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Full Online Book HomePoemsAs Kingfishers Catch Fire, Dragonflies Draw Flame
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As Kingfishers Catch Fire, Dragonflies Draw Flame Post by :gman23 Category :Poems Author :Gerard Manley Hopkins Date :August 2011 Read :1396

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As Kingfishers Catch Fire, Dragonflies Draw Flame

As kingfishers catch fire, dragonflies draw flame;
As tumbled over rim in roundy wells
Stones ring; like each tucked string tells, each hung bell's
Bow swung finds tongue to fling out broad its name;
Each mortal thing does one thing and the same:
Deals out that being indoors each one dwells;
Selves--goes itself; _myself_ it speaks and spells,
Crying _What I do is me: for that I came._

I say more: the just man justices;
Keeps grace: that keeps all his goings graces;
Acts in God's eye what in God's eye he is--
Christ--for Christ plays in ten thousand places,
Lovely in limbs, and lovely in eyes not his
To the Father through the features of men's faces.

(The end)
Gerard Manley Hopkins's poem: As Kingfishers Catch Fire, Dragonflies Draw Flame

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Ribblesdale Ribblesdale

EARTH, sweet Earth, sweet landscape, with leaves throngAnd louched low grass, heaven that dost appealTo, with no tongue to plead, no heart to feel;That canst but only be, but dost that long--Thou canst but be, but that thou well dost; strongThy plea with him who dealt, nay does now deal,Thy lovely dale down thus and thus bids reelThy river, and o'er gives all to rack or wrong. And what is Earth's eye, tongue, or heart else Else, but in dear and dogged man?--Ah, the heirTo his own selfbent so bound, so tied to his turn,To thriftless reave both our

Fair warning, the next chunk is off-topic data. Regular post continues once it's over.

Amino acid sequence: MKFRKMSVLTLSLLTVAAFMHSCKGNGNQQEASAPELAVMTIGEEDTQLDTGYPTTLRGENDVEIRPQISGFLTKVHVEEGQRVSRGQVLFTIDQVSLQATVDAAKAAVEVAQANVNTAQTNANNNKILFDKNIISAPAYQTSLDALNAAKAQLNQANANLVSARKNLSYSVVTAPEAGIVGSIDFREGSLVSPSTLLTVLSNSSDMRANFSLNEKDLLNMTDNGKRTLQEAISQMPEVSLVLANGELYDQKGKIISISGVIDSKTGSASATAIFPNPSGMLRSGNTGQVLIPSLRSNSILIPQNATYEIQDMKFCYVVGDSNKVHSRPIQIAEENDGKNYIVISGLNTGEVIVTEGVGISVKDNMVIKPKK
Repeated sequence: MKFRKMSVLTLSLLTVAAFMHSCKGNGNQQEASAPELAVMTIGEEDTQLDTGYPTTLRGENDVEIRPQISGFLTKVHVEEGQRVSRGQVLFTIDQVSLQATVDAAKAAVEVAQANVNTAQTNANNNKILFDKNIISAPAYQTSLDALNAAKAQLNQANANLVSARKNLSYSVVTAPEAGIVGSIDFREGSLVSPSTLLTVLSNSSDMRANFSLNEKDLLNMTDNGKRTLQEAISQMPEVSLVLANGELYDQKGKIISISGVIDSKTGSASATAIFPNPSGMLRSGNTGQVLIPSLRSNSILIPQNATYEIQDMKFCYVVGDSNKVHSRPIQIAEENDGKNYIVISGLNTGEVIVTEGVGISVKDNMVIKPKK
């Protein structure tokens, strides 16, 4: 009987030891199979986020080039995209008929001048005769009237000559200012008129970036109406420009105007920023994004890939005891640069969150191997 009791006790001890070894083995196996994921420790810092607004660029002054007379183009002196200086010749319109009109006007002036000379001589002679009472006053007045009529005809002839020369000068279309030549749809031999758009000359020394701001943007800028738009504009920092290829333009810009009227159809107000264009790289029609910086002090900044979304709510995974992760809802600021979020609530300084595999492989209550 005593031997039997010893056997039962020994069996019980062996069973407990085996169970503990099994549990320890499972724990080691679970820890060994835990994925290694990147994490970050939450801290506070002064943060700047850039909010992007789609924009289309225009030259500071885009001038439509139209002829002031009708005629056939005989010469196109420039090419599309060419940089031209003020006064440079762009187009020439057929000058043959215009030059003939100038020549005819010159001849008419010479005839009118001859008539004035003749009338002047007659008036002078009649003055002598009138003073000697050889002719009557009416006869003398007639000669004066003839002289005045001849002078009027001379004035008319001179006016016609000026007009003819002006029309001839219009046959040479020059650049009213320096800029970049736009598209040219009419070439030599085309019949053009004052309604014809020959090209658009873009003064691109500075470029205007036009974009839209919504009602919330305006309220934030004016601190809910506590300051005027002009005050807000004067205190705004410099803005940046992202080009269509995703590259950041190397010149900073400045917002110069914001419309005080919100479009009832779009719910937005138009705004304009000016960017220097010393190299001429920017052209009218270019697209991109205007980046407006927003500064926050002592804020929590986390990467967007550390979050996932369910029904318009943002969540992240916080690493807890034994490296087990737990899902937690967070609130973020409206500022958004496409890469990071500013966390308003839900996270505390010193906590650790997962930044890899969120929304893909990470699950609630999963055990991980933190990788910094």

Inversnaid Inversnaid

THIS darksome burn, horseback brown,His rollrock highroad roaring down,In coop and in comb the fleece of his foamFlutes and low to the lake falls home.A windpuff-bonnet of faawn-frothTurns and twindles over the brothOf a pool so pitchblack, fell-frowning,It rounds and rounds Despair to drowning.Degged with dew, dappled with dewAre the groins of the braes that the brook treads through,Wiry heathpacks, flitches of fern,And the beadbonny ash that sits over the burn.What would the world be, once bereftOf wet and of wildness? Let them be left,O let them be left, wildness and wet;Long live the weeds and the wilderness yet.(The end)Gerard Manley